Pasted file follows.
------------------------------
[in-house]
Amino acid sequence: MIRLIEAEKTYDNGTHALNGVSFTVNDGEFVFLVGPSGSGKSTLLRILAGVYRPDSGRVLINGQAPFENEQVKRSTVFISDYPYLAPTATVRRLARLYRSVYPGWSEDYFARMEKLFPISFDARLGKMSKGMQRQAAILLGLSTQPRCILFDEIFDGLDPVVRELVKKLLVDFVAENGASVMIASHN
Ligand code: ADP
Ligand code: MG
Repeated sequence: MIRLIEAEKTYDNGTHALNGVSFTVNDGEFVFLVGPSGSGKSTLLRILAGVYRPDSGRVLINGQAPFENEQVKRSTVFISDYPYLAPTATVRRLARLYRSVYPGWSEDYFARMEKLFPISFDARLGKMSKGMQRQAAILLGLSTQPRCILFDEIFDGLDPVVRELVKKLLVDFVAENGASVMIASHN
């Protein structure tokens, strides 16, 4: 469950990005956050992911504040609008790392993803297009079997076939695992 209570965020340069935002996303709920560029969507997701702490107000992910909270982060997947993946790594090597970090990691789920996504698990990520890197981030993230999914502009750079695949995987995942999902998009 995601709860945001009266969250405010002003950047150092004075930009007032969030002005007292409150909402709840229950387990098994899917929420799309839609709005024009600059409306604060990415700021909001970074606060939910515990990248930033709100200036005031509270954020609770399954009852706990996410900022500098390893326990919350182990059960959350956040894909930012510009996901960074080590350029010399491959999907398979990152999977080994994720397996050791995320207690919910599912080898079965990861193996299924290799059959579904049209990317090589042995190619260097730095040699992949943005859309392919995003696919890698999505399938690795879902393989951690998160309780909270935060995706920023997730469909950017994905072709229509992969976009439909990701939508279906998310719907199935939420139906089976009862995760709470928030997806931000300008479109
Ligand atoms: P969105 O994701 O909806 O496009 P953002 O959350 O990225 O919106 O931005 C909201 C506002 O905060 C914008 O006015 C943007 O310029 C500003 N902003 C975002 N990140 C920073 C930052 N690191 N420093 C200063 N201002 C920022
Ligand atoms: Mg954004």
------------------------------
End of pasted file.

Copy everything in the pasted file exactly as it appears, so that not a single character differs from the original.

[in-house]
Amino acid sequence: MIRLIEAEKTYDNGTHALNGVSFTVNDGEFVFLVGPSGSGKSTLLRILAGVYRPDSGRVLINGQAPFENEQVKRSTVFISDYPYLAPTATVRRLARLYRSVYPGWSEDYFARMEKLFPISFDARLGKMSKGMQRQAAILLGLSTQPRCILFDEIFDGLDPVVRELVKKLLVDFVAENGASVMIASHN
Ligand code: ADP
Ligand code: MG
Repeated sequence: MIRLIEAEKTYDNGTHALNGVSFTVNDGEFVFLVGPSGSGKSTLLRILAGVYRPDSGRVLINGQAPFENEQVKRSTVFISDYPYLAPTATVRRLARLYRSVYPGWSEDYFARMEKLFPISFDARLGKMSKGMQRQAAILLGLSTQPRCILFDEIFDGLDPVVRELVKKLLVDFVAENGASVMIASHN
């Protein structure tokens, strides 16, 4: 469950990005956050992911504040609008790392993803297009079997076939695992 209570965020340069935002996303709920560029969507997701702490107000992910909270982060997947993946790594090597970090990691789920996504698990990520890197981030993230999914502009750079695949995987995942999902998009 995601709860945001009266969250405010002003950047150092004075930009007032969030002005007292409150909402709840229950387990098994899917929420799309839609709005024009600059409306604060990415700021909001970074606060939910515990990248930033709100200036005031509270954020609770399954009852706990996410900022500098390893326990919350182990059960959350956040894909930012510009996901960074080590350029010399491959999907398979990152999977080994994720397996050791995320207690919910599912080898079965990861193996299924290799059959579904049209990317090589042995190619260097730095040699992949943005859309392919995003696919890698999505399938690795879902393989951690998160309780909270935060995706920023997730469909950017994905072709229509992969976009439909990701939508279906998310719907199935939420139906089976009862995760709470928030997806931000300008479109
Ligand atoms: P969105 O994701 O909806 O496009 P953002 O959350 O990225 O919106 O931005 C909201 C506002 O905060 C914008 O006015 C943007 O310029 C500003 N902003 C975002 N990140 C920073 C930052 N690191 N420093 C200063 N201002 C920022
Ligand atoms: Mg954004």